Quadriga Was a Ponzi Scheme, Ontario Securities Regulator Says

NEW: The Ontario Securities Commission has published a scathing report calling now-defunct Canadian exchange QuadrigaCX a "Ponzi," and denouncing the practices of founder and CEO Gerald Cotten.

AccessTimeIconJun 11, 2020 at 6:48 p.m. UTC
Updated Sep 14, 2021 at 8:50 a.m. UTC

QuadrigaCX operated like a Ponzi scheme.

That's the key finding of an Ontario Securities Commission (OSC) report made public Thursday.

OSC, one of Canada's provincial securities regulators, said the now-defunct cryptocurrency exchange, which went into bankruptcy a few months after founder and CEO Gerald Cotten was reported to have died in India, "was an old-fashioned fraud wrapped in modern technology."

The report, dated April 2020 but released publicly on Thursday, took aim at Cotten's practices, including allegations that he traded against his own customers, set up fake accounts on other exchanges to trade using his customers' funds and failed to maintain records. These allegations have been made in the past by Ernst and Young (EY), a court-appointed auditor tasked with recovering customer funds following the exchange's February 2019 collapse.

The company has recovered about C$46 million to date.

“In 2016 he became the only person in control of these assets,” the report said, adding:

"The evidence shows that Cotten regularly moved clients’ crypto assets off the Quadriga platform and into accounts he had opened on other crypto asset trading platforms. At one point, Cotten told a Quadriga contractor that a certain wallet address was a Quadriga cold storage address, when it was really a deposit address for Cotten’s account at another crypto asset trading platform."

While it has been speculated that the missing customer funds – close to $200 million – were lost because Cotten was the only individual to control his exchange's crypto wallets, OSC said in its report that in reality, Cotten lost the funds through "fraudulent conduct." The regulator totaled this at about C$169 million.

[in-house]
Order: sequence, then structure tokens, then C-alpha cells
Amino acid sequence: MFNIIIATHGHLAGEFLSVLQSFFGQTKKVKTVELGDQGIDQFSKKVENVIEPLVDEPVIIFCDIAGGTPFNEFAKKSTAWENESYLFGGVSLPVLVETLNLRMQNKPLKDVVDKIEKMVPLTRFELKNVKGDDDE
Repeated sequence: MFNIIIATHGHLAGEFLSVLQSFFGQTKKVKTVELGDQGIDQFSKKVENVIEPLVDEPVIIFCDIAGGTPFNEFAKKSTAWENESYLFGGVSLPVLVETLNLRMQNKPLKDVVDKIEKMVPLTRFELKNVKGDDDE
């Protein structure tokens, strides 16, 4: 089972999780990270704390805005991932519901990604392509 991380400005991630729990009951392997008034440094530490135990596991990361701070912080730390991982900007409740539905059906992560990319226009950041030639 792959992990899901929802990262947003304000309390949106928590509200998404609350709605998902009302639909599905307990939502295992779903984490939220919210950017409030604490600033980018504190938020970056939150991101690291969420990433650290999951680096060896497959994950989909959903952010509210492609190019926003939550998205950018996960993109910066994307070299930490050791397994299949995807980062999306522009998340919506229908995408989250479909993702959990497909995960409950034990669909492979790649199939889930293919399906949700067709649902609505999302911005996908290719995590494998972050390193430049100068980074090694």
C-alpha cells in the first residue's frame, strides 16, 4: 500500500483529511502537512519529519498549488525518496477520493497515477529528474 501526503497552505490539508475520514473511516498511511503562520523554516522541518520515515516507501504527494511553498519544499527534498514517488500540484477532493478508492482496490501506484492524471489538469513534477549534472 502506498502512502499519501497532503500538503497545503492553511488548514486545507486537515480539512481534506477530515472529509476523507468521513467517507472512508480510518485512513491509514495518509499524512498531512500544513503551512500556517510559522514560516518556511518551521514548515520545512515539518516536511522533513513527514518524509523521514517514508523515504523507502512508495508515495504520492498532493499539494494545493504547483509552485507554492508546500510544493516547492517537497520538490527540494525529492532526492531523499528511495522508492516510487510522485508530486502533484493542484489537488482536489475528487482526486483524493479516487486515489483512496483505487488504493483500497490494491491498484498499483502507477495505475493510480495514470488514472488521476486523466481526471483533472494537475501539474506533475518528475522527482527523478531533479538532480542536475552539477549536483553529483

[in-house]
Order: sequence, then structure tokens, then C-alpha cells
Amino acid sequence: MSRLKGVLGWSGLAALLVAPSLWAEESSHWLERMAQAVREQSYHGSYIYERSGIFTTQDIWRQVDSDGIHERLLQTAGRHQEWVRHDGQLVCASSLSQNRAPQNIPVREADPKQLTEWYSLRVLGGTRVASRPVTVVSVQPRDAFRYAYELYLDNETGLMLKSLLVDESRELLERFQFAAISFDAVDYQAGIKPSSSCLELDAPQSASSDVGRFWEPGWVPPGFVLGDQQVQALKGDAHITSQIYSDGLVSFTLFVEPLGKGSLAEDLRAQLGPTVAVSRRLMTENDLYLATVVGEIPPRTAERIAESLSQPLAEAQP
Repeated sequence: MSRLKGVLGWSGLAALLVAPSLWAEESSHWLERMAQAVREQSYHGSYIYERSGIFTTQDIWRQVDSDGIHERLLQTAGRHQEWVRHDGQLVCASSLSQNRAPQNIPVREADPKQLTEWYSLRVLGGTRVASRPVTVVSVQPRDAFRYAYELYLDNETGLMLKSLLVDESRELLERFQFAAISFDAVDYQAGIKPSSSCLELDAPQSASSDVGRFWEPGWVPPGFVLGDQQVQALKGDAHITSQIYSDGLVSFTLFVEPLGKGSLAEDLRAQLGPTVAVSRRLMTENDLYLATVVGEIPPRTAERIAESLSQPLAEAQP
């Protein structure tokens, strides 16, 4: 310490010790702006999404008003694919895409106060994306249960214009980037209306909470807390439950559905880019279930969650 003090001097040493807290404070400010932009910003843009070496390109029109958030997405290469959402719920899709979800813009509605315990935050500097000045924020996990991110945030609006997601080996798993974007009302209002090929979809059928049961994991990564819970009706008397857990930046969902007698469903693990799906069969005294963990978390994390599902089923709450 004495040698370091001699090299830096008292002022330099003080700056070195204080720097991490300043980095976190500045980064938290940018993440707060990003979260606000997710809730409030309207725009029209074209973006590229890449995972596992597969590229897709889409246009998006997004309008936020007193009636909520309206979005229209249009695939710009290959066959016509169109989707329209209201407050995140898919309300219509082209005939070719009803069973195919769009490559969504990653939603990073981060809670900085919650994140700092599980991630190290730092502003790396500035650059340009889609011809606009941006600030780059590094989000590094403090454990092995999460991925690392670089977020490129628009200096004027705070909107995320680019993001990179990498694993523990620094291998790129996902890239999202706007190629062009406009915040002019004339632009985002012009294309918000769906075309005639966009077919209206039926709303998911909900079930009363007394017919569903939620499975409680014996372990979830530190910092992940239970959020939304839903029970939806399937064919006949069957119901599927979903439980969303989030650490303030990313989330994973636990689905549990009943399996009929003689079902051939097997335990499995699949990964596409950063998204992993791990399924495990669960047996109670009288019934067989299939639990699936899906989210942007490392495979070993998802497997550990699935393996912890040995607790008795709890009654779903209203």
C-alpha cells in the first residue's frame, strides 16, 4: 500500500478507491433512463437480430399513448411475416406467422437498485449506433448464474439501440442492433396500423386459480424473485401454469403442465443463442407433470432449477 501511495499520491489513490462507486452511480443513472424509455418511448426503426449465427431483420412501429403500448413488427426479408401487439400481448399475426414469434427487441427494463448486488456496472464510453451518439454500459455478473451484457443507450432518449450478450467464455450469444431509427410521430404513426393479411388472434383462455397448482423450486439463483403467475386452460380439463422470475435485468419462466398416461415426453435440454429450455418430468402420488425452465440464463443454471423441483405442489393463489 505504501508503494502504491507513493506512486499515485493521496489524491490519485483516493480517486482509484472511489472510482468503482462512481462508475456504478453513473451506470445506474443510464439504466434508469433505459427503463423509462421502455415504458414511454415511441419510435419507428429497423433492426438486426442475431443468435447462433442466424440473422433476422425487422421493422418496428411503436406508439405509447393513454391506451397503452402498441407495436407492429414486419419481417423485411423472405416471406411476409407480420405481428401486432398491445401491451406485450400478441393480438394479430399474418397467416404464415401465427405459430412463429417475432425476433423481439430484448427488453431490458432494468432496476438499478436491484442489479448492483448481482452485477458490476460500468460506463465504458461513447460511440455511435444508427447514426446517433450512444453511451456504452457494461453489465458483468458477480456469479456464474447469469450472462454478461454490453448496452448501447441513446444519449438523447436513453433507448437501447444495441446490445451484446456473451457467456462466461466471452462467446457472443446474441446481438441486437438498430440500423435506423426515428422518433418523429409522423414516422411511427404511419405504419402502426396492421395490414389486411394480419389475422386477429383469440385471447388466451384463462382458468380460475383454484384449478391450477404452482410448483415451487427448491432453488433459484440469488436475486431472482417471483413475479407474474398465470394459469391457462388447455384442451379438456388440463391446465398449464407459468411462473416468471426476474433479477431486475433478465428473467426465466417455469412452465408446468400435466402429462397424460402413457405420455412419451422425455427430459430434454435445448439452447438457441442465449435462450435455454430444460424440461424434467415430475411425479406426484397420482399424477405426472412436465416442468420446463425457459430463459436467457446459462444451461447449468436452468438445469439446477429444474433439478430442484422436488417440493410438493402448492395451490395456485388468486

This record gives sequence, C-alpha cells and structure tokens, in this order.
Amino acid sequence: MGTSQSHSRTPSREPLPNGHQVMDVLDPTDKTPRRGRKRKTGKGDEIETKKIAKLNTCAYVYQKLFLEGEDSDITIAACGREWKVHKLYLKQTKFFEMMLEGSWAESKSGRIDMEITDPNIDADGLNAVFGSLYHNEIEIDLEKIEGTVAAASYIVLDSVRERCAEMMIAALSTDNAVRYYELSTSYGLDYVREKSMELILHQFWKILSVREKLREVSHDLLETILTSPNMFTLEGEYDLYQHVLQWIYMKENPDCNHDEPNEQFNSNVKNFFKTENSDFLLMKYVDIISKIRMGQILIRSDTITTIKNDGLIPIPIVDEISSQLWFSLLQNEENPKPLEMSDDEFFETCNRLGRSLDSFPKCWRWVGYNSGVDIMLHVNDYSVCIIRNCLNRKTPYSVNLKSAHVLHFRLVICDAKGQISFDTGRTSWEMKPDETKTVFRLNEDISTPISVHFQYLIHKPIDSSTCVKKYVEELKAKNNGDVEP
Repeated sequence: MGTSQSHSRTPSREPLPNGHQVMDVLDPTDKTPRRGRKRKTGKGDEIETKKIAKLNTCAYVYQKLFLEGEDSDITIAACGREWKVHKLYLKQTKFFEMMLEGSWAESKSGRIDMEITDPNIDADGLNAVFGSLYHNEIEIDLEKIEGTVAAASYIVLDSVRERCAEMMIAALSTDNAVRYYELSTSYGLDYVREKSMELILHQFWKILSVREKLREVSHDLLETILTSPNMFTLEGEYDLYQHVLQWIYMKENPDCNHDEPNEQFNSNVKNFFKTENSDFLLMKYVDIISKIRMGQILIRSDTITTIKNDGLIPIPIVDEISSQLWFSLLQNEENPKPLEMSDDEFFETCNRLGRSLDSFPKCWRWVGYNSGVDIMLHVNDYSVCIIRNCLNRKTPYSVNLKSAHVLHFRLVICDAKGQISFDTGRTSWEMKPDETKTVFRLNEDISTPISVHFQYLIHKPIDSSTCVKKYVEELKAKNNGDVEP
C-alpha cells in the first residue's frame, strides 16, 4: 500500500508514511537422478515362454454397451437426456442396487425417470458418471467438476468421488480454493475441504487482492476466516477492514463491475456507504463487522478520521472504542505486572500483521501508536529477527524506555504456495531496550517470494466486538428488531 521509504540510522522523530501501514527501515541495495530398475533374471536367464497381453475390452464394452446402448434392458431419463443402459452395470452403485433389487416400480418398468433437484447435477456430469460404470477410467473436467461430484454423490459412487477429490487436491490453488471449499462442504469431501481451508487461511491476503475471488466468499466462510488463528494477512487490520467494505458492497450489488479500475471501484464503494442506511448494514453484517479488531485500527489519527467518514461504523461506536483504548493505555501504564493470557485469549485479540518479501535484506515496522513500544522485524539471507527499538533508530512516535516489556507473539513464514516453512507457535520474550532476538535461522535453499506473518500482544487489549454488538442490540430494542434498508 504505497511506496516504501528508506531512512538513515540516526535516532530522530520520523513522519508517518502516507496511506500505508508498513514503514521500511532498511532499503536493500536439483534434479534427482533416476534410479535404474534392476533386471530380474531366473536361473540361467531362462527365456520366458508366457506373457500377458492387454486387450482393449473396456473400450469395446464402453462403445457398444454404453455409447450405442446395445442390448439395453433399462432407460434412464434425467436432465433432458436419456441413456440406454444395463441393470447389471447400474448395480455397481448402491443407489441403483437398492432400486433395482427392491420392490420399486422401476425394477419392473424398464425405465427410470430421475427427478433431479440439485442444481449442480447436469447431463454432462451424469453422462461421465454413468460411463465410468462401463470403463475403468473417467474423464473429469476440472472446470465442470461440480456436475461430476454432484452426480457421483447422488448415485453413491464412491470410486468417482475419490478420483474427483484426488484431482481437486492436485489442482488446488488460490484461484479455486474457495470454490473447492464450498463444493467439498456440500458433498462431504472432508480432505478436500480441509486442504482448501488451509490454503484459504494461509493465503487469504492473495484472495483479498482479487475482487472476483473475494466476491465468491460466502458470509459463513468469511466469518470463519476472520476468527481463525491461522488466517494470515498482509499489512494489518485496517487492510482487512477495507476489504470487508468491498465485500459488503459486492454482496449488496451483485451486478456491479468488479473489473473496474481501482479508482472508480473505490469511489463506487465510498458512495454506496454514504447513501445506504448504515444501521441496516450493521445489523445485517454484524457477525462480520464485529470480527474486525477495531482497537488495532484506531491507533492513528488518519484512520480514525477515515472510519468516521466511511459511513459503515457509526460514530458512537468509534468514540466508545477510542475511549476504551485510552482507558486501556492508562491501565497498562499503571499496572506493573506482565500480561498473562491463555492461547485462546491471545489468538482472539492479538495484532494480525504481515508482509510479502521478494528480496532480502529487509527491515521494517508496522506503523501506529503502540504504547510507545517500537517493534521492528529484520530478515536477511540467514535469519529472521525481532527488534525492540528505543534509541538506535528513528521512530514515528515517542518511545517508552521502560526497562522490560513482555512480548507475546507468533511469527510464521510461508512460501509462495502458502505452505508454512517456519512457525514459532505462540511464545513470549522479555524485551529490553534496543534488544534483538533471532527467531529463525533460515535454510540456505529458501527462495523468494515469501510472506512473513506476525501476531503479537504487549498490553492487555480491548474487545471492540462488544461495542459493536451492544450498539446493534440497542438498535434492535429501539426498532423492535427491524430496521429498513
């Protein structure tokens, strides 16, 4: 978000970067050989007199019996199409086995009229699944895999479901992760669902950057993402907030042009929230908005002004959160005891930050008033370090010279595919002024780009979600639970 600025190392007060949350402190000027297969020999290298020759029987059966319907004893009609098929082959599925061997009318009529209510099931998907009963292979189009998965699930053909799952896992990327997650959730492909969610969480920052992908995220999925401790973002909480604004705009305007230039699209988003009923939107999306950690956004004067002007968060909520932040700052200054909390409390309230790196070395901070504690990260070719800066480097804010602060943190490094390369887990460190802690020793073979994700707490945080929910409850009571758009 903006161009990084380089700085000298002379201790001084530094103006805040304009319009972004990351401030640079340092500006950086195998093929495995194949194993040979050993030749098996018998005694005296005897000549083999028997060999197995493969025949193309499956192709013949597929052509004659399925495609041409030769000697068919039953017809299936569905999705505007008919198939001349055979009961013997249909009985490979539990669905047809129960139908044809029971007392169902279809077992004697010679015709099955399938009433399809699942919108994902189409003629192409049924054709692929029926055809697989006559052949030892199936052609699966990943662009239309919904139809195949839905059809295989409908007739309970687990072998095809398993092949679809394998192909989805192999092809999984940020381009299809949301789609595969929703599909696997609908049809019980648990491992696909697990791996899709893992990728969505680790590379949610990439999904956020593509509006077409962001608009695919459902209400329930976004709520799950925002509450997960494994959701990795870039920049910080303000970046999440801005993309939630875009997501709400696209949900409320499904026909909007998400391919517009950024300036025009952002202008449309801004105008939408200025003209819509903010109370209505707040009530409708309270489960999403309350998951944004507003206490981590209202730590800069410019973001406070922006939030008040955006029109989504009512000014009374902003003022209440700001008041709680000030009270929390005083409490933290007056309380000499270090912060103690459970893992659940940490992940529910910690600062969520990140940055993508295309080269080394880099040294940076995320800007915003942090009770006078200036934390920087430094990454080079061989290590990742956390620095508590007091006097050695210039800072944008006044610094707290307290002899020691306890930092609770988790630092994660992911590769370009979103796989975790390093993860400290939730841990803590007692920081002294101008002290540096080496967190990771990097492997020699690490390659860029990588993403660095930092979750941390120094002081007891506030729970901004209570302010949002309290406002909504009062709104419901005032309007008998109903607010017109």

"The bulk of the asset shortfall – approximately $115 million – arose from Cotten's fraudulent trading on the Quadriga platform. Cotten opened Quadriga accounts under aliases and credited himself with fictitious currency and crypto asset balances which he traded with unsuspecting Quadriga clients. He sustained real losses when the price of crypto assets changed, thereby creating a shortfall in assets to satisfy client withdrawals," the report said.

The OSC put the report together by interviewing former Quadriga contractors, advisers, clients and his widow, Jennifer Robertson. Quadriga co-founder Michael Patryn did not respond to a request for comment, though OSC said a majority of the lost funds were deposited after Patryn's departure from the exchange in 2016.

Robertson declined to comment on the report.

"What happened with Quadriga was an extreme example, and not necessarily representative of the broader crypto asset trading platform industry. However, these events serve to highlight for investors the risks that can arise in relation to crypto asset trading platforms, particularly those that are not registered," the report said in its conclusion.


Please note that our privacy policy, terms of use, cookies, and do not sell my personal information has been updated.

CoinDesk is an award-winning media outlet that covers the cryptocurrency industry. Its journalists abide by a strict set of editorial policies. In November 2023, CoinDesk was acquired by the Bullish group, owner of Bullish, a regulated, digital assets exchange. The Bullish group is majority-owned by Block.one; both companies have interests in a variety of blockchain and digital asset businesses and significant holdings of digital assets, including bitcoin. CoinDesk operates as an independent subsidiary with an editorial committee to protect journalistic independence. CoinDesk employees, including journalists, may receive options in the Bullish group as part of their compensation.